Indian Football "HALL OF FAME"

Date of Birth: August 3 1932
Place of Birth: Assagao - now GOA

Date of Death: March 16, 1980
Place of Death: ??? - Maharashtra

Playing position: Striker
Number of 'A' Internationals: ?
'A' Internationals Goals: ?

- Player:
> 195?-5? Goan Sports Club - Bombay
> 195?-5? Tata Sports Club - Bombay
> 1958-5? Caltex - Bombay

> 1956 Olympics: joint top scorer with four goals

Article appeared in the Mumbai sports weekly newspaper: "Foot Striker and Sports", Issue dated July 4-10, 2005.

"Who was the only Indian to score a hat-trick in Olympic football?" was the last question put to the contestant to fetch the grand prize of One Crore Rupees, in one of the episodes of the 'Kaun Banega Crorepati' Quiz show hosted by film superstar, Amitabh Bachchan. Names like PK Banerjee, Salian Manna and Sabhir Ali were the other three choices. The contestant from Kolkata was not sure of any and settled for 50 Lakh Rupees.
As television was not around when Neville was playing for India at the Olympics, and nor was video recording possible, people have no way of watching this late football greats' exploits at the 1956 Melbourne Olympic Games. Neville DeSouza's sterling display brought India to the pinnacle of glory, and to the very doorstep of an Olympic medal. Due to international political turmoil prevailing at the time, some of the teams withdrew from the Olympics at Melbourne in 1956, and thus India were given a direct entry into the quarter-final. India grabbed it with a sterling display when, on December 1, 1956, they sprang a surprise by beating the hosts Australia 4-2. India took the lead after 9 minutes through Neville's opportunistic header, but Australia's Morrow neutralised the lead within 8 minutes. Neville was once again at his opportunistic best in the 33rd minute, when goalkeeper Lord failed to collect cleanly from PK Banerjee. The resultant fumble was slammed in by Neville to give India the lead again. However, Morrow made it 2-2 when he beat the Indian goalkeeper SS Narayan. India dominated the second half and D'Souza quickly scored his hat-trick while Kittu completed the scoring in the 80th minute. Amazingly, India was then in the semi-final and in with a real chance of a medal. However, in the semi-final, India put a brave fight holding the mighty Yugoslavia to a goalless draw in the first half. India took the lead through Neville D'Souza, but eventually lost 4-1. It was a creditable scoreline, considering the massive 10-1 loss to the Yugoslavs at the 1952 Helsinki games. India were beaten 3-0 in the bronze medal play-off. Neville ended up as the top scorer of the tournament.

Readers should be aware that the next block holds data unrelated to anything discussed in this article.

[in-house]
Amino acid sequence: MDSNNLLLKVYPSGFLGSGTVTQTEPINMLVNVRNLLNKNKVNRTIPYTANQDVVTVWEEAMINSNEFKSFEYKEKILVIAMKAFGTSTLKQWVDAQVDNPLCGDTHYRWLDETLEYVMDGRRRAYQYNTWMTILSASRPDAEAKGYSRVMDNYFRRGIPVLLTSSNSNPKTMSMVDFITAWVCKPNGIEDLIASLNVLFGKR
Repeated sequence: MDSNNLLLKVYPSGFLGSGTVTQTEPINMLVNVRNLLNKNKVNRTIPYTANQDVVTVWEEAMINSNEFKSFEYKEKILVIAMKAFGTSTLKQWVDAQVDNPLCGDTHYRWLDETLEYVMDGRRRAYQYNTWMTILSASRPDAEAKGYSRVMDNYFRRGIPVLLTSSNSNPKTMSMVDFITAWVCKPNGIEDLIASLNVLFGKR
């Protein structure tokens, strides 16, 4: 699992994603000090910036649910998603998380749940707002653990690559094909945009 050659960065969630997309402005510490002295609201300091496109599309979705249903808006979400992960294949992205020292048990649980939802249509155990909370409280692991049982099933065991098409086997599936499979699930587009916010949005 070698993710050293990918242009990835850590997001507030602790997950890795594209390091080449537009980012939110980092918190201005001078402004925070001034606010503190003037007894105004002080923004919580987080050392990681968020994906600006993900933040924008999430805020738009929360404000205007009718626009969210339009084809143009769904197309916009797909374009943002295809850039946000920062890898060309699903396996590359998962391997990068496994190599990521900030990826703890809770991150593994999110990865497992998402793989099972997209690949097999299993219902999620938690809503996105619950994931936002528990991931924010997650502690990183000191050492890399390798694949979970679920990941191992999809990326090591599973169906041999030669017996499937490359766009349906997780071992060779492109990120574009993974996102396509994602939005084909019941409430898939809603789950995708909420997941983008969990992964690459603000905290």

The Aussies who were beaten by the Indians called it a "fluke" and demanded a rematch, which India won, with Neville scoring twice. According to SS Narayan, an ex-Olympian, "Neville's control was so good that once the ball was in his possession, he was the absolute master. When on the move, his ability to dribble, feint, and his versatility were a delight to watch. He did not use power to score goals, rather his weapon was guile, placing the ball in such a way that goalkeepers had not a chance."
According to Dereyk, his brother, a former India and Mahindra coach, Neville also excelled in hockey and could have become a double international. "But football was his first love, and this is why he chose to concentrate on it". Neville's earlier years were dominated by his hockey exploits - first for St. Xavier's High School, then St. Xavier's College and then for Tata's for whom he brought the prestigious Beighton Cup from Calcutta in his very first year. He also toured East Africa in 1952 with Tata's, and scored 34 goals in 17 matches, and represented Bombay in the National hockey from 1953 to 1955.
Neville's football career began with Goan Sports Club before he joined Tata's. His first taste of international recognition was at the Asian quadrangular at Rangoon in 1954. A year later he led the Maharashtra State team in the Santos Trophy.The Caltex side of the 50s was one of the star attractions in domestic football, and in his very first year in 1958, he helped them to become the first civilian side from Bombay to win the Rovers Cup when they beat Sporting in the final.
After retiring in 1963 he took to coaching, and was on the selection panel of the All India Football Federation. "When you faced him inside the box, you couldn't do a thing. You felt as if you were mesmerised and he would beat you with the simplest of shots," said the famous goalkeeper Peter Thangaraj. Neville Stephen DeSouza, the Indian hat-trick hero of the 1956 Melbourne Olympics, died of a heart attack in 1980.

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